"I want to dispel this idea that there are gigantic differences between the sides ... The differences can be overcome," he said.
But the head of the Eurogroup of finance ministers of the currency area made clear he saw little prospect of a fast deal.
"I don't have a lot of hope," Jeroen Dijsselbloem said, when asked if a deal could be reached at the meeting. "I have only one job to do today and it is to see whether we can bring that deal with Greece closer," he said.
"It requires further steps from the Greek side because we need a solid deal. It needs to hold up, also in the coming years, and it needs to be credible for Greece and the euro zone. I am not sure whether we will make any progress."
With European leaders and Greece's central bank warning a possible "Grexit" was on the horizon, European shares fell and Greek shares hit a new three-year-low.
In a sign of growing nervousness among many Greeks about their country's fate, pro-euro demonstrators planned a rally in central Athens, calling for an end to the deadlock. The previous day, anti-austerity protesters rallied in support of the government and against policies set by lenders.
"I'm still convinced: where there's a will, there's a way," Merkel told German lawmakers, repeating a message from last week. "If those in charge in Greece can muster the will, an agreement ... is still possible."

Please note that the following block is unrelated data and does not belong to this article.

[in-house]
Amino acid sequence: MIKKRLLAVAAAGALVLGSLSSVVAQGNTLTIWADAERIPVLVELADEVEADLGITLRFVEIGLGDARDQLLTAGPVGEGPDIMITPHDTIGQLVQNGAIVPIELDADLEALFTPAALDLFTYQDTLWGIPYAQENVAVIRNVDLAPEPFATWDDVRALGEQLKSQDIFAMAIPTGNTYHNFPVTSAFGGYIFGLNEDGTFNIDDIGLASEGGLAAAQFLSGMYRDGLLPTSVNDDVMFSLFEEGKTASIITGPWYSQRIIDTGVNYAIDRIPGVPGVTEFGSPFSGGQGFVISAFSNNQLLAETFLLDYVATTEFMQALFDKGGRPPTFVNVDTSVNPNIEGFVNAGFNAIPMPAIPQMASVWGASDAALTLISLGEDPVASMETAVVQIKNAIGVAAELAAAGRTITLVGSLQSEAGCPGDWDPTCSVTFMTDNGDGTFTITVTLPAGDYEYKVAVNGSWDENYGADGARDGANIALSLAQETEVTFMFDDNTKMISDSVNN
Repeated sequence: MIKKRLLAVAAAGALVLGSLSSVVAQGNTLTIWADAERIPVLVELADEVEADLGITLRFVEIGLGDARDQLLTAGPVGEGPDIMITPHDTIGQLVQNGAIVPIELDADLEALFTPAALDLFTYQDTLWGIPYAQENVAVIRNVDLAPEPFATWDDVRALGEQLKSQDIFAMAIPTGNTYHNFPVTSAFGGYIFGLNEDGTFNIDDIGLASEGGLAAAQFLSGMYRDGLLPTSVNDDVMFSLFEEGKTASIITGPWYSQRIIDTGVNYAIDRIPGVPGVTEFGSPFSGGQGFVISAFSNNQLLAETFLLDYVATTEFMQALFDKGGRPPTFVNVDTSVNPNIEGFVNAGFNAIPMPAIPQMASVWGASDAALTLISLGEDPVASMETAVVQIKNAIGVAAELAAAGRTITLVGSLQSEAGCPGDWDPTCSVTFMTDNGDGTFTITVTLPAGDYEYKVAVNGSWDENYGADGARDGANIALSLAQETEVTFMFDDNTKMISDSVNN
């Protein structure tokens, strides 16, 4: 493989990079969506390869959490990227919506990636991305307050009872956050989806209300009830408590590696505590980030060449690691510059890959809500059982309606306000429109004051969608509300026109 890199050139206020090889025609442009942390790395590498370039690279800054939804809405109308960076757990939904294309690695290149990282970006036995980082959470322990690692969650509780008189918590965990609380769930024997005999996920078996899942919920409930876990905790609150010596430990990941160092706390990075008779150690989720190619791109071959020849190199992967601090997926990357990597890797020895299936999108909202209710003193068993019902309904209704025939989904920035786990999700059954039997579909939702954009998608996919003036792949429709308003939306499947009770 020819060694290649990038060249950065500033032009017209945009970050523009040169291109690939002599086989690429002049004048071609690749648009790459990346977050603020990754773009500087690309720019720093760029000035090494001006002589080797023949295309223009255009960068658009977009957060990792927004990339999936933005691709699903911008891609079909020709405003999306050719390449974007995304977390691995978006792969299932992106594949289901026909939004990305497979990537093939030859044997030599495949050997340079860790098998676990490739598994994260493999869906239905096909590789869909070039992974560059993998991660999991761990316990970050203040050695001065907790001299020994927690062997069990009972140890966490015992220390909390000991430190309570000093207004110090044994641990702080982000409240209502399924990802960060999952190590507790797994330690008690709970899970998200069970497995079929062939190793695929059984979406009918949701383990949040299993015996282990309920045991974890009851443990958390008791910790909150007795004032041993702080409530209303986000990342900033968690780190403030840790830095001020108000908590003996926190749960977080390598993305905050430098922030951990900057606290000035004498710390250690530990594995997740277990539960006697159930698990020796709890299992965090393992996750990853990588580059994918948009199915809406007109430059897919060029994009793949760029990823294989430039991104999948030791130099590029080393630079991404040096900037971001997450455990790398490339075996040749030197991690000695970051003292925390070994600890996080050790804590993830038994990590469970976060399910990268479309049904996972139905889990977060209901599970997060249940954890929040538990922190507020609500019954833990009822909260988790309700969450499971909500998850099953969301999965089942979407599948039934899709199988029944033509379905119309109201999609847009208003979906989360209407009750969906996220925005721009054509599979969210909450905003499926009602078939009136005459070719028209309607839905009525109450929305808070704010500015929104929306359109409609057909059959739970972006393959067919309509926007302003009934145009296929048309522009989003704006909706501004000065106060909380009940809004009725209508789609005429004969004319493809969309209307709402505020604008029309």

Merkel faces growing opposition from within her ruling conservatives to granting Greece any more bailout money, with a narrow majority of Germans now in favor of Greece leaving the euro zone.
Having been voted into power in January on a pledge to roll back austerity, Tsipras's government has balked at demands for new pension cuts and tax hikes on basic goods like food and electricity. The IMF had dramatically quit the debt talks last week, citing major differences with Athens.
Greeks have been squeezed by five years of budget cuts demanded by the European Commission, the International Monetary Fund and the European Central Bank in two bailouts. But opinion polls suggest the majority want to stay in the euro.
"Greece belongs to Europe!" read one Facebook invitation to join Thursday's pro-euro rally, which had received more than 12,600 "likes" by Thursday afternoon.
"We are sending a strong message to the government," it said. "It's time we join our voices in favor of our country staying in the euro and in the European family."
Those calls were echoed in an open letter by a group of Greek businesses - including tourism operators and retailers - to Tsipras, urging him to close a deal.
"Greece's relations with our partners have been hit hard and both sides are responsible for that," the letter said. "But the most important thing is to not sacrifice a great national achievement which is Greece's euro zone membership...."
(Additional reporting by Renee Maltezou, Lidia Kelly and Darya Korsunskaya in St. Petersburg, Paul Carrel in Berlin, Karolina Tagaris and Ingrid Melander in Luxembourg; Writing by Matthias Williams; Editing by Peter Graff and Paul Taylor)